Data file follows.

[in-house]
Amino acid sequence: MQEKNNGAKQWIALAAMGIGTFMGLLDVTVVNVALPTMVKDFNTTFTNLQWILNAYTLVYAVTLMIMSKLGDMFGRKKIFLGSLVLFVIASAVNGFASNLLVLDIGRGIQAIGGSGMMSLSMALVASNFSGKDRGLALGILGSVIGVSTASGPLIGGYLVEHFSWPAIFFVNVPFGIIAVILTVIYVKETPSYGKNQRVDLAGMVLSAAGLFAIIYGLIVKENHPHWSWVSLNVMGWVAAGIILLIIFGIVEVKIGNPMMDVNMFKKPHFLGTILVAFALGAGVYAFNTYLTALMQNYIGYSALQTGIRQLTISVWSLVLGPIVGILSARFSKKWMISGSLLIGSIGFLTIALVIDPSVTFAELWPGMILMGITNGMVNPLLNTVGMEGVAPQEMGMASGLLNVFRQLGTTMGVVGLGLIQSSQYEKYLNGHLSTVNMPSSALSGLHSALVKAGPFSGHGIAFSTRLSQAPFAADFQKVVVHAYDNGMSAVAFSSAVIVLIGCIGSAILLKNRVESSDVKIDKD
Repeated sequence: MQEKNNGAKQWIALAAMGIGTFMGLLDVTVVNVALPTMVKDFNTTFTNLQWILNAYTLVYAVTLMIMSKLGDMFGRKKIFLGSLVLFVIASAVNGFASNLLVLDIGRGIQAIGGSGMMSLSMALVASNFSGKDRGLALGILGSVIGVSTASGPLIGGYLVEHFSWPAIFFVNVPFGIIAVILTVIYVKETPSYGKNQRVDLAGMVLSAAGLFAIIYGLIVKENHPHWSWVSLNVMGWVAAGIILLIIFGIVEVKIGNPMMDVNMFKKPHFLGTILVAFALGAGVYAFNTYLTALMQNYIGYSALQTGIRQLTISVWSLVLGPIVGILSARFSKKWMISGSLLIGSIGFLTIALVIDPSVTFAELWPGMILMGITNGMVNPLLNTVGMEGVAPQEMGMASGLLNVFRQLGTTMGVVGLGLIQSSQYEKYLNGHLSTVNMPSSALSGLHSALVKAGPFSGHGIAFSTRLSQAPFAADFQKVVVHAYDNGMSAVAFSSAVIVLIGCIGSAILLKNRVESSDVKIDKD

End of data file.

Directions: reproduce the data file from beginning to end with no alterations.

[in-house]
Amino acid sequence: MQEKNNGAKQWIALAAMGIGTFMGLLDVTVVNVALPTMVKDFNTTFTNLQWILNAYTLVYAVTLMIMSKLGDMFGRKKIFLGSLVLFVIASAVNGFASNLLVLDIGRGIQAIGGSGMMSLSMALVASNFSGKDRGLALGILGSVIGVSTASGPLIGGYLVEHFSWPAIFFVNVPFGIIAVILTVIYVKETPSYGKNQRVDLAGMVLSAAGLFAIIYGLIVKENHPHWSWVSLNVMGWVAAGIILLIIFGIVEVKIGNPMMDVNMFKKPHFLGTILVAFALGAGVYAFNTYLTALMQNYIGYSALQTGIRQLTISVWSLVLGPIVGILSARFSKKWMISGSLLIGSIGFLTIALVIDPSVTFAELWPGMILMGITNGMVNPLLNTVGMEGVAPQEMGMASGLLNVFRQLGTTMGVVGLGLIQSSQYEKYLNGHLSTVNMPSSALSGLHSALVKAGPFSGHGIAFSTRLSQAPFAADFQKVVVHAYDNGMSAVAFSSAVIVLIGCIGSAILLKNRVESSDVKIDKD
Repeated sequence: MQEKNNGAKQWIALAAMGIGTFMGLLDVTVVNVALPTMVKDFNTTFTNLQWILNAYTLVYAVTLMIMSKLGDMFGRKKIFLGSLVLFVIASAVNGFASNLLVLDIGRGIQAIGGSGMMSLSMALVASNFSGKDRGLALGILGSVIGVSTASGPLIGGYLVEHFSWPAIFFVNVPFGIIAVILTVIYVKETPSYGKNQRVDLAGMVLSAAGLFAIIYGLIVKENHPHWSWVSLNVMGWVAAGIILLIIFGIVEVKIGNPMMDVNMFKKPHFLGTILVAFALGAGVYAFNTYLTALMQNYIGYSALQTGIRQLTISVWSLVLGPIVGILSARFSKKWMISGSLLIGSIGFLTIALVIDPSVTFAELWPGMILMGITNGMVNPLLNTVGMEGVAPQEMGMASGLLNVFRQLGTTMGVVGLGLIQSSQYEKYLNGHLSTVNMPSSALSGLHSALVKAGPFSGHGIAFSTRLSQAPFAADFQKVVVHAYDNGMSAVAFSSAVIVLIGCIGSAILLKNRVESSDVKIDKD